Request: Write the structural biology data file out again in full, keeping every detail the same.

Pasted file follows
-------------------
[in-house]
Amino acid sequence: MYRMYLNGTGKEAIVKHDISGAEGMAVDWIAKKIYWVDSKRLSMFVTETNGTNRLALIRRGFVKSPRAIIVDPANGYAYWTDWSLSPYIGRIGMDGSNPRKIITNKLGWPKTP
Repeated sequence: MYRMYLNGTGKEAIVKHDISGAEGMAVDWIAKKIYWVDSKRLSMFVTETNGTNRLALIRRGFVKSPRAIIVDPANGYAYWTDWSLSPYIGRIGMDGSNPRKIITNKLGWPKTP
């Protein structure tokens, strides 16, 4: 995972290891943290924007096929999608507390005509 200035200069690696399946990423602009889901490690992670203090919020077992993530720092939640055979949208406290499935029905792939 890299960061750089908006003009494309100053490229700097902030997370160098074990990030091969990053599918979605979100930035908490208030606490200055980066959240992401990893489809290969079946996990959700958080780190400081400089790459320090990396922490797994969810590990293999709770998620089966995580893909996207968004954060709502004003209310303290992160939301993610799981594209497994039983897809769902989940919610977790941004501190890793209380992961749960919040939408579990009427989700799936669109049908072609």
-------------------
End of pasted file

[in-house]
Amino acid sequence: MYRMYLNGTGKEAIVKHDISGAEGMAVDWIAKKIYWVDSKRLSMFVTETNGTNRLALIRRGFVKSPRAIIVDPANGYAYWTDWSLSPYIGRIGMDGSNPRKIITNKLGWPKTP
Repeated sequence: MYRMYLNGTGKEAIVKHDISGAEGMAVDWIAKKIYWVDSKRLSMFVTETNGTNRLALIRRGFVKSPRAIIVDPANGYAYWTDWSLSPYIGRIGMDGSNPRKIITNKLGWPKTP
């Protein structure tokens, strides 16, 4: 995972290891943290924007096929999608507390005509 200035200069690696399946990423602009889901490690992670203090919020077992993530720092939640055979949208406290499935029905792939 890299960061750089908006003009494309100053490229700097902030997370160098074990990030091969990053599918979605979100930035908490208030606490200055980066959240992401990893489809290969079946996990959700958080780190400081400089790459320090990396922490797994969810590990293999709770998620089966995580893909996207968004954060709502004003209310303290992160939301993610799981594209497994039983897809769902989940919610977790941004501190890793209380992961749960919040939408579990009427989700799936669109049908072609």